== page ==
Policy Review: a review of museum decolonisation policy across the island of Ireland
Keywords:museum decolonisation, Ireland, Northern Ireland, empire
There is currently no explicit decolonisation policy concerning Irish museums. This review provides an overview of current decolonial work scholarship and professional museum work in museums across the island of Ireland. Irish museums hold tangible and intangible testimony of how Irish people were involved in the violence of empire-making. Ireland's legacy in British empire building is challenging and often ignored by historians because Ireland was also a victim of colonialism. Ireland's complex entanglement with empire-making is perhaps one reason why there are no explicit policies concerning the decolonisation of museums in Northern Ireland or the Republic of Ireland. Instead, efforts to decolonise are written within broader policies concerning inclusion and diversity or only considered in temporary exhibitions. This review article explores recent academic scholarship and endeavours related to professional museum practice to understand current decolonial activity in the Irish museum sector. The review advocates for more decolonial work and policy-making that considers the nuances of Ireland and the British Empire. However, I acknowledge the numerous barriers to a genuine decolonising of the museum stem from a reliance on precarious, low-paid or volunteer staff that results in ethnic minorities and working-class people being excluded from entering museum work and a lack of funding in the sector. Still, this review article recognises that despite the lack of job security, staff diversity and funding, museum professionals and academics are conducting rigorous research concerning Ireland and colonialism.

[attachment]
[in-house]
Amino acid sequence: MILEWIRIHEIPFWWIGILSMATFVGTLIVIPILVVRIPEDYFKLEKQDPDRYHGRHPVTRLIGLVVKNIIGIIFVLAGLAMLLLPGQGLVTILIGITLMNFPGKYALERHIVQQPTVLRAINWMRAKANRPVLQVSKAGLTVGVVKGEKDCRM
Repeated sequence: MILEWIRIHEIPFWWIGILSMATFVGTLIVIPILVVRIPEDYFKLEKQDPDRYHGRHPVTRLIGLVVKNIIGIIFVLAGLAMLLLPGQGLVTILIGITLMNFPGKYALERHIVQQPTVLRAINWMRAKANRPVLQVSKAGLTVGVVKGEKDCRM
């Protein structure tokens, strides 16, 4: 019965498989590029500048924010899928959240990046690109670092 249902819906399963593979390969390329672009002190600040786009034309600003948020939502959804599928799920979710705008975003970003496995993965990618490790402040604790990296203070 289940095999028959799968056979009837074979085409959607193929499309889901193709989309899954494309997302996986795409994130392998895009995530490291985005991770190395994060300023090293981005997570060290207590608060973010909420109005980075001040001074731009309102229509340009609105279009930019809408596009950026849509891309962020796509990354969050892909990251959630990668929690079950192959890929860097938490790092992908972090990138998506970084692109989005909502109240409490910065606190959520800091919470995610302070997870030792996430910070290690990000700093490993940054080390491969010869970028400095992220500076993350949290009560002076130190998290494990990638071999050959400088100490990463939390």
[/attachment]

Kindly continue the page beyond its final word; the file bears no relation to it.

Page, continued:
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Copyright (c) 2023 Emma McAlister
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